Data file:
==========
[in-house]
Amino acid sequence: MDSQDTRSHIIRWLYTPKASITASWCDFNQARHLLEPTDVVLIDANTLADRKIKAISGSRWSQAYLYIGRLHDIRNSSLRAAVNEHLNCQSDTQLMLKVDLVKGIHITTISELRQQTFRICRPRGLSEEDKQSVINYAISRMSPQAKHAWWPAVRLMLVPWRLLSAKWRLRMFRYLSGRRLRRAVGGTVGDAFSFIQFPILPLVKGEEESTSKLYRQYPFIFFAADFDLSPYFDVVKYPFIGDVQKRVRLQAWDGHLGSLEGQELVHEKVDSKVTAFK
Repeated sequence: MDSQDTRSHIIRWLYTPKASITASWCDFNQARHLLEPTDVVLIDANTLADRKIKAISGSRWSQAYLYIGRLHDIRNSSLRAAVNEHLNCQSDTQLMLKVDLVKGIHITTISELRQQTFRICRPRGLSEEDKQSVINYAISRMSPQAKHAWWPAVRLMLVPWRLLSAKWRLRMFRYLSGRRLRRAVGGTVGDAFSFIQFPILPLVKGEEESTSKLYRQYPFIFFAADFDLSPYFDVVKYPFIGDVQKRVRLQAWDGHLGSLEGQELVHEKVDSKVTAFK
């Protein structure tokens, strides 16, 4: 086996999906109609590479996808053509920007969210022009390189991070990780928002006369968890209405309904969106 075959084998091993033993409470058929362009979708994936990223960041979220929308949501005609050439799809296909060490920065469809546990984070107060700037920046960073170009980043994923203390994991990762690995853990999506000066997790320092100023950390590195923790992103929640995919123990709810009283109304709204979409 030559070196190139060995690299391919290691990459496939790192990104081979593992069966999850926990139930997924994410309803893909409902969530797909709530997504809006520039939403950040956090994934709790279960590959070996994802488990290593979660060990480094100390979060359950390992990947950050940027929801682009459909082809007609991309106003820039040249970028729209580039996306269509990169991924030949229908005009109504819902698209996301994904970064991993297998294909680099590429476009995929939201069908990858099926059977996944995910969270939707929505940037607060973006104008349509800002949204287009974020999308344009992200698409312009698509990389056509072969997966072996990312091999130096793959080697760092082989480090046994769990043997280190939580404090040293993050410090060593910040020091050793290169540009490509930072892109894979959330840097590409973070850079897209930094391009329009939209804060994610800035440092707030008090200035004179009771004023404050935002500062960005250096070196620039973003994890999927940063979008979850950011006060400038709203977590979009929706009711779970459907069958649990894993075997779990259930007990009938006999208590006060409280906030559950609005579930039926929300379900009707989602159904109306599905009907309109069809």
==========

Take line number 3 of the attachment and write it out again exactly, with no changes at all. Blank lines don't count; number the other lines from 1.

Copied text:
Repeated sequence: MDSQDTRSHIIRWLYTPKASITASWCDFNQARHLLEPTDVVLIDANTLADRKIKAISGSRWSQAYLYIGRLHDIRNSSLRAAVNEHLNCQSDTQLMLKVDLVKGIHITTISELRQQTFRICRPRGLSEEDKQSVINYAISRMSPQAKHAWWPAVRLMLVPWRLLSAKWRLRMFRYLSGRRLRRAVGGTVGDAFSFIQFPILPLVKGEEESTSKLYRQYPFIFFAADFDLSPYFDVVKYPFIGDVQKRVRLQAWDGHLGSLEGQELVHEKVDSKVTAFK